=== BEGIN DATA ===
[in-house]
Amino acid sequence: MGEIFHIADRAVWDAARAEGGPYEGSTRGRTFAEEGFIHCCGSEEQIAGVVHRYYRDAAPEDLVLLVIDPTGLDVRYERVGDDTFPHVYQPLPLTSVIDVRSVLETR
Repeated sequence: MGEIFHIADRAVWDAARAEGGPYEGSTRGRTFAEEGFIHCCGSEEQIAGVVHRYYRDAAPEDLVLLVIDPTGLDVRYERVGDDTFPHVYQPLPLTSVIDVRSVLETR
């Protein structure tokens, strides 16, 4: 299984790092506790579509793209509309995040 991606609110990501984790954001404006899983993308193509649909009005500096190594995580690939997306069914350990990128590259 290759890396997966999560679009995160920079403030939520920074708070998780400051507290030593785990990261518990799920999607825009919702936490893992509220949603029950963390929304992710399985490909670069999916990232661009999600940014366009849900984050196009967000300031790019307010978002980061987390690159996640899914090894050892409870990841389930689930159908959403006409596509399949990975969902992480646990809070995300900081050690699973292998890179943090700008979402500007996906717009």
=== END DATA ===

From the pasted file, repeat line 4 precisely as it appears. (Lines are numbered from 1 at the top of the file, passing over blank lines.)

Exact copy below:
């Protein structure tokens, strides 16, 4: 299984790092506790579509793209509309995040 991606609110990501984790954001404006899983993308193509649909009005500096190594995580690939997306069914350990990128590259 290759890396997966999560679009995160920079403030939520920074708070998780400051507290030593785990990261518990799920999607825009919702936490893992509220949603029950963390929304992710399985490909670069999916990232661009999600940014366009849900984050196009967000300031790019307010978002980061987390690159996640899914090894050892409870990841389930689930159908959403006409596509399949990975969902992480646990809070995300900081050690699973292998890179943090700008979402500007996906717009």